Can You Grow Tooth Enamel?
Sep 07 2019 Read 349 Times
In a breakthrough that could revolutionise dental science, a team of researchers from Zhejiang University in China has discovered a way to artificially grow tooth enamel. Using clusters of calcium phosphate that resemble enamel, the team were able to recreate the complex structure which protects teeth against decay.
The method is cost effective and easy to replicate on a large scale, which could see it emerge as an exciting new dentistry technique. The findings were published in the journal Science Advances and could have a widespread impact on the 2.4 billion people around the world who currently suffer from dental cavities in permanent teeth.
“After intensive discussion with dentists, we believe that this new method can be widely used in future,” says Dr Zhaoming Liu, co-author of the study.
Replicating the natural durability of enamel
Currently, hard materials such as metal alloys, amalgam, ceramics and resin are used to repair damaged tooth enamel. They're effective but don't replicate the natural durability of enamel and will often become loose or crack after five years. This can cause pain for dental patients and can also become expensive.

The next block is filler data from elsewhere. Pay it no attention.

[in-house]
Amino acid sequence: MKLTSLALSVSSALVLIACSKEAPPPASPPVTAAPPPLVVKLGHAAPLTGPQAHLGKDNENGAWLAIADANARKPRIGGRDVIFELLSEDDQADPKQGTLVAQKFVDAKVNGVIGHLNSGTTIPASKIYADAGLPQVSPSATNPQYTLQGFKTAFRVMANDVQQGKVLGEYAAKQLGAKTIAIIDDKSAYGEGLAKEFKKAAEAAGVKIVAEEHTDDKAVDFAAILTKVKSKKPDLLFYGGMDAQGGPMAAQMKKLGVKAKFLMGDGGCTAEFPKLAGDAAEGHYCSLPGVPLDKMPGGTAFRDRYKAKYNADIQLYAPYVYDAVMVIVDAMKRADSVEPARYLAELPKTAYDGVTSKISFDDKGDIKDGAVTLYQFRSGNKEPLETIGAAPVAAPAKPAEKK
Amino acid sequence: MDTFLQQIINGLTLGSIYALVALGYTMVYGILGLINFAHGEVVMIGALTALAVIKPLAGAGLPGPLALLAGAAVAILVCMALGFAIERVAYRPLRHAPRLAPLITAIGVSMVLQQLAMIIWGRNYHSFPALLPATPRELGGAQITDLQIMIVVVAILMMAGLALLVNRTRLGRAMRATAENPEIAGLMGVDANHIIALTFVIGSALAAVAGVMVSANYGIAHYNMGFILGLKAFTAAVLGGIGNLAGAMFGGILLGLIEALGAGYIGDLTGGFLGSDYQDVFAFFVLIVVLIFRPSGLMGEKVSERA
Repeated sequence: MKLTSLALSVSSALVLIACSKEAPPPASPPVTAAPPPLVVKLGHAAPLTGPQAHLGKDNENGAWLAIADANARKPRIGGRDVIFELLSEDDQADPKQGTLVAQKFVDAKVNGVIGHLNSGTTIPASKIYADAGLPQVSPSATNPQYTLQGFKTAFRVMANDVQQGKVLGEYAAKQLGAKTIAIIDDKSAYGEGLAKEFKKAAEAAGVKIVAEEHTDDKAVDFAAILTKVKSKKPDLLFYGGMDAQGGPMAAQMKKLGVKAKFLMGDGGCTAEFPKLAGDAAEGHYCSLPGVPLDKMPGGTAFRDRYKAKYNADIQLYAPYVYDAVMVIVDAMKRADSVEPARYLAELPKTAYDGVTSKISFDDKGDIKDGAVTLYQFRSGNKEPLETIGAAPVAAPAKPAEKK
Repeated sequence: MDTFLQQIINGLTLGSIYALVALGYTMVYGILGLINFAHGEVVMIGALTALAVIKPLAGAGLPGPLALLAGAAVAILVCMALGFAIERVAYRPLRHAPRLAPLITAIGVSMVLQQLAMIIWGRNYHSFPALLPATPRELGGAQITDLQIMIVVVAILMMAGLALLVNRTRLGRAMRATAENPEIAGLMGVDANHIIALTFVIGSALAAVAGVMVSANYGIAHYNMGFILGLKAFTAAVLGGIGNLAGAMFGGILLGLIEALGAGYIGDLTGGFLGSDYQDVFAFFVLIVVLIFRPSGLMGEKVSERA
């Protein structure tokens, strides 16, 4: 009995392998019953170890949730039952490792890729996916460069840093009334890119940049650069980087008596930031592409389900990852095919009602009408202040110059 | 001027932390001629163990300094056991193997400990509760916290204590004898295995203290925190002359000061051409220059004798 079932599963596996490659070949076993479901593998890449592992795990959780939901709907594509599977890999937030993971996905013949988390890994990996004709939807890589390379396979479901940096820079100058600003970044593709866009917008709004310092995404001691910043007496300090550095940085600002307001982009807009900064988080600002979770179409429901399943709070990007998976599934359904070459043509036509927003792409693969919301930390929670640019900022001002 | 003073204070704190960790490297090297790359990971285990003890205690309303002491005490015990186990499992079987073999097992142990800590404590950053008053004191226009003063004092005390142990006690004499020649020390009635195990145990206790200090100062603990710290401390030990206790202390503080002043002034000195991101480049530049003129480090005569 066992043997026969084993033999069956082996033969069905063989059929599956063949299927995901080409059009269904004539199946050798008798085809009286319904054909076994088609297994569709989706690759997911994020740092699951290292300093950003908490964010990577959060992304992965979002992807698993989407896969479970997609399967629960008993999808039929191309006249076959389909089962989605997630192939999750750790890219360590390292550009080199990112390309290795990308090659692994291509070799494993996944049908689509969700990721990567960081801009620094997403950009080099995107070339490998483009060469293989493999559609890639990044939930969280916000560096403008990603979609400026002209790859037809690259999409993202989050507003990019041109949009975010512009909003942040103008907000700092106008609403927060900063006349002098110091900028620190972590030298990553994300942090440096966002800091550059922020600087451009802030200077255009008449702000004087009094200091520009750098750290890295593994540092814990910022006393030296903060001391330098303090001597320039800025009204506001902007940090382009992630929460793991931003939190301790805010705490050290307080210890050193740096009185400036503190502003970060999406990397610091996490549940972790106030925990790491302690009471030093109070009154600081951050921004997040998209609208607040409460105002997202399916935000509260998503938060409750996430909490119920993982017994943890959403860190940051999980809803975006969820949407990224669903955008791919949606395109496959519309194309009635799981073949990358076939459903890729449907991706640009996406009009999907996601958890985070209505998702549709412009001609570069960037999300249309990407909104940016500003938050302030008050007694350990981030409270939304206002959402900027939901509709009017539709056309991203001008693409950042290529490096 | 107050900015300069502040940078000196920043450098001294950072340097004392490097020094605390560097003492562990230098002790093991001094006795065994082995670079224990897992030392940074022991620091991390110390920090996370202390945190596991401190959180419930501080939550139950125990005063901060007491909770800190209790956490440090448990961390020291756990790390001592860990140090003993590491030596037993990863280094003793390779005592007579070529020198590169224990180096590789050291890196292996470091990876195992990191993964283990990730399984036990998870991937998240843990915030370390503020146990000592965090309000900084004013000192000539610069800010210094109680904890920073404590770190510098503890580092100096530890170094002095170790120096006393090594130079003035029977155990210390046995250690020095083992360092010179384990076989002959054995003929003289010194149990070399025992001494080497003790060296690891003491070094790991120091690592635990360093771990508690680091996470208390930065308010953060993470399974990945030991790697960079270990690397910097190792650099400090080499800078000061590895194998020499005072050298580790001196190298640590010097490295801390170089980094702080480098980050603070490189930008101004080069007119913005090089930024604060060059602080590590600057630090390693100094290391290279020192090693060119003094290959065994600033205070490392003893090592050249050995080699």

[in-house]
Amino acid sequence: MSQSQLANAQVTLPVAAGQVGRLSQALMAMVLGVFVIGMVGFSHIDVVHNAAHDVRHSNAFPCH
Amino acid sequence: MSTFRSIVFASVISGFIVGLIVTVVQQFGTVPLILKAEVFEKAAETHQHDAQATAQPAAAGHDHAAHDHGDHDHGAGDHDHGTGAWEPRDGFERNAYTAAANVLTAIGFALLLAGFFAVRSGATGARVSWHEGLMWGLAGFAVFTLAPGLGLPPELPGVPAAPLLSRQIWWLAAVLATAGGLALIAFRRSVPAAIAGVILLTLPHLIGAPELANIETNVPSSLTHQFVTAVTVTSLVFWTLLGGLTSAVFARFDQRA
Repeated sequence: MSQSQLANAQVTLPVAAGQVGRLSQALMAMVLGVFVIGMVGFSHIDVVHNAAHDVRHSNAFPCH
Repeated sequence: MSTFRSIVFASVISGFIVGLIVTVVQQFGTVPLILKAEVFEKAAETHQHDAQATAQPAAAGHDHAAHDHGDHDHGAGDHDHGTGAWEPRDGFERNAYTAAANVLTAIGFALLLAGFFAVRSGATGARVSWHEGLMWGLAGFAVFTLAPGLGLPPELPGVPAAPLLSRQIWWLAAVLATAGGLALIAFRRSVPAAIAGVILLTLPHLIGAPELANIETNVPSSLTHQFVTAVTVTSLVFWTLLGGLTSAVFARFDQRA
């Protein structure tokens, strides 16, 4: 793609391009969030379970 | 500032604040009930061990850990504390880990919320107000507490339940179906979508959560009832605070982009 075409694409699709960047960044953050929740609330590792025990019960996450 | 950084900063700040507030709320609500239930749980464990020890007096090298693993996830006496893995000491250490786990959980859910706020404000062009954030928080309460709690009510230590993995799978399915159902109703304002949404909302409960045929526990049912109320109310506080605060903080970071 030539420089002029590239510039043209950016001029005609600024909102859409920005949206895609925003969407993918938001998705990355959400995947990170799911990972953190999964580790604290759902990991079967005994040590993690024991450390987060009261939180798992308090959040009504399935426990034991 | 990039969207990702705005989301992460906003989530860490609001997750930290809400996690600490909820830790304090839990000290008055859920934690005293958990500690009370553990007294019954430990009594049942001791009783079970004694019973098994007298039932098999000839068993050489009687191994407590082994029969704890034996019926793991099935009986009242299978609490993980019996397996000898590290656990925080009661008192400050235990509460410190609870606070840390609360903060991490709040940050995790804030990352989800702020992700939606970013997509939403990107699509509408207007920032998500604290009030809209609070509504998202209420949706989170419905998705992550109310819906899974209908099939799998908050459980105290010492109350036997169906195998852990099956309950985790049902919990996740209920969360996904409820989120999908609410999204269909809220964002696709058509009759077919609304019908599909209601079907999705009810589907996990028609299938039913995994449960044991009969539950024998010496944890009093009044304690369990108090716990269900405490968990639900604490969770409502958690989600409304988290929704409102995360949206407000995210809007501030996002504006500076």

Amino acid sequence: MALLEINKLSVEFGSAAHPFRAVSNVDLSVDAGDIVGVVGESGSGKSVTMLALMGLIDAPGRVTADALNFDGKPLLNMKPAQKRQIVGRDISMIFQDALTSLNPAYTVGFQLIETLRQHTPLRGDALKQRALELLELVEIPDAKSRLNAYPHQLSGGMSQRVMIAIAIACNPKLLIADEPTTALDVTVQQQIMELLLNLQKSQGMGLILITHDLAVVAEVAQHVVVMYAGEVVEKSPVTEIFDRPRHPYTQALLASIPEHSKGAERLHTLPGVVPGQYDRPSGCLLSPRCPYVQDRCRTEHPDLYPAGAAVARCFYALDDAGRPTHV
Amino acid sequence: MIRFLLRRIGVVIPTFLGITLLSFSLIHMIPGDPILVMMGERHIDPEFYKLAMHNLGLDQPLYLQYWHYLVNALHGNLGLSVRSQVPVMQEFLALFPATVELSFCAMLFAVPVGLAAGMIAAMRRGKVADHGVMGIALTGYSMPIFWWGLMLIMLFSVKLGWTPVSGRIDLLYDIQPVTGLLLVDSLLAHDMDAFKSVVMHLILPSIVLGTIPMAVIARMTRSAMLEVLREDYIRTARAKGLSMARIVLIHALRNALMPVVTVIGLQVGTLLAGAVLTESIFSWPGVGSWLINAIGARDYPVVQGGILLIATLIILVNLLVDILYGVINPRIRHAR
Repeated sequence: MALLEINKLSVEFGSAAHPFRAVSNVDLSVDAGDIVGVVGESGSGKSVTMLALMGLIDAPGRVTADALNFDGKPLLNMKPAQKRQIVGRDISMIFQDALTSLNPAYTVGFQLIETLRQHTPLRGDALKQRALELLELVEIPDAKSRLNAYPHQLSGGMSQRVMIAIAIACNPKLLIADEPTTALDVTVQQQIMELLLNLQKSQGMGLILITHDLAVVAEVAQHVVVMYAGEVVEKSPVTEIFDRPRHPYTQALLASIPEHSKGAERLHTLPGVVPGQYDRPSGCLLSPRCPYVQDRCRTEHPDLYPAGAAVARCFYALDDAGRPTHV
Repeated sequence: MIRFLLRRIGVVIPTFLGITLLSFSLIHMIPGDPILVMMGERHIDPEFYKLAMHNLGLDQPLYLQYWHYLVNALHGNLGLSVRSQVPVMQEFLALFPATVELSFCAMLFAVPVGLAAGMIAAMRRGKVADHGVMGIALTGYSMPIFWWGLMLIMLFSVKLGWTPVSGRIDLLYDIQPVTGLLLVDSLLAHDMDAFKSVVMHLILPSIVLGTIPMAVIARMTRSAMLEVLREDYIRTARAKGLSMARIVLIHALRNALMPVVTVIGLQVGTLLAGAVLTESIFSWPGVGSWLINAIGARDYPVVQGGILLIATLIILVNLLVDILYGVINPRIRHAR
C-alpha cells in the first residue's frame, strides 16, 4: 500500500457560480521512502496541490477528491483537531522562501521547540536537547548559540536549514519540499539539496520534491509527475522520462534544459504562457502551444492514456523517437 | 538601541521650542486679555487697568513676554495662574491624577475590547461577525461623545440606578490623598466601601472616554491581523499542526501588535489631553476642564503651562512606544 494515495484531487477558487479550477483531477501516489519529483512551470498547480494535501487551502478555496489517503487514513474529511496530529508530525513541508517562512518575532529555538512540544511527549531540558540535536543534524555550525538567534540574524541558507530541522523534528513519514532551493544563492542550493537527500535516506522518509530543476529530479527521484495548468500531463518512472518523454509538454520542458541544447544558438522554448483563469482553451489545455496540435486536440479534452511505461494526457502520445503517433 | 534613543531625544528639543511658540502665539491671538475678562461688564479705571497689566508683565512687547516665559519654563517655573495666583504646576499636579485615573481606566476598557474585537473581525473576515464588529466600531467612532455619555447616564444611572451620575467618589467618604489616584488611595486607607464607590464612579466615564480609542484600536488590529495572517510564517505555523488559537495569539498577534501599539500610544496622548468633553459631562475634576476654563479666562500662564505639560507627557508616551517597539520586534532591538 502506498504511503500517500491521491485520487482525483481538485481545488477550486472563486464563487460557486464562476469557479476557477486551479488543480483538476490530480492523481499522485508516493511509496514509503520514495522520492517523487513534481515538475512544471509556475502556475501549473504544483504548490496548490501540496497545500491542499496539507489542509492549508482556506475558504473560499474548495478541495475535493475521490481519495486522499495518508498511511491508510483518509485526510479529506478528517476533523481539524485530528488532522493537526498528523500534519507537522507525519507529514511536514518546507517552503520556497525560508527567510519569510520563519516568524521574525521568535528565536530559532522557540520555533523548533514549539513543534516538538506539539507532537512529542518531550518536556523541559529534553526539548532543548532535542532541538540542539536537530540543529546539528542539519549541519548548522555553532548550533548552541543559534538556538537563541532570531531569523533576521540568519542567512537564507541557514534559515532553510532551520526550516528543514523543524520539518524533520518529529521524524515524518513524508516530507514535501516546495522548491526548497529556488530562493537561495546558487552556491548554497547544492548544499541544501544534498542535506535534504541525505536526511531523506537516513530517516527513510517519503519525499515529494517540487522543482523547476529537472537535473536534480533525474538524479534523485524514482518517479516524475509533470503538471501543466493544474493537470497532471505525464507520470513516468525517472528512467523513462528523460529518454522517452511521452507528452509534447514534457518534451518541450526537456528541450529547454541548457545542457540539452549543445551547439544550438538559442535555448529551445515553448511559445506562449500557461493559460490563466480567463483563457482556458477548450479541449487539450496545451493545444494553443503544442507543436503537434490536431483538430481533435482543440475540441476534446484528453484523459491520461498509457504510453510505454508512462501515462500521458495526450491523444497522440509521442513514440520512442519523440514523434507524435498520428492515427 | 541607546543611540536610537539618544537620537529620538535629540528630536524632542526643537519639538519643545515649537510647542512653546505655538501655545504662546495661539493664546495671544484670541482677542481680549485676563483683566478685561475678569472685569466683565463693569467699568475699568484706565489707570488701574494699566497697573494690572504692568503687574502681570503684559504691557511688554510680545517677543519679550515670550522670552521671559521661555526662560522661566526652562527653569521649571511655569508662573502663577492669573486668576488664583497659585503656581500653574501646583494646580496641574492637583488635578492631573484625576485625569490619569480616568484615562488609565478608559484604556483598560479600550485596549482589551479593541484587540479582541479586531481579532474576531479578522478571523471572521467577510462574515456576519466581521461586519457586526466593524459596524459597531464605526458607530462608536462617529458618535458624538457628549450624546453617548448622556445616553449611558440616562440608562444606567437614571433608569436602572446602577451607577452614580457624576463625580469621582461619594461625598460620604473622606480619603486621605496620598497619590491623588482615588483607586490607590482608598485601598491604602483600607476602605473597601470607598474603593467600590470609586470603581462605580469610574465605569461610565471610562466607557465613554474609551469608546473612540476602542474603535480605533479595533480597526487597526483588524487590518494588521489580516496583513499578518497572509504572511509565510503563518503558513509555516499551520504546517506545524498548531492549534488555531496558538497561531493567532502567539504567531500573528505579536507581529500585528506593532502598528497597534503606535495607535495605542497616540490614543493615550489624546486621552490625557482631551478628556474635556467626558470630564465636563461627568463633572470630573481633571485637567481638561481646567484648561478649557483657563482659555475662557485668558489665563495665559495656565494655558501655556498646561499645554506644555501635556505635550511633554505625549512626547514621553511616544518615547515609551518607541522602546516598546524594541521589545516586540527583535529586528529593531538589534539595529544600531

The researchers aim to solve this problem by creating enamel from tiny clusters of calcium phosphate measuring just 1.5 nanometres in diameter. As the main component of enamel, calcium phosphate was used by the team to 'grow' the mineralised material. They did this by mixing the clusters into an alcoholic solution containing an organic compound called trimethylamine. The mixture was then attached to human teeth coated in a thin layer of acid. Within 48 hours, the clusters started to develop a thin crystalline layer that resembled the complex structure of natural enamel.
"Our newly regenerated enamel has the same structure and similar mechanical properties as native enamel,” says Liu.
Human trials on the horizon
The replicated material offers the same strength and wear-resistance as natural enamel, with experts predicting the technique could eventually be used to fill cavities and refurbish teeth. The team hope to commence human trails in the next two years.
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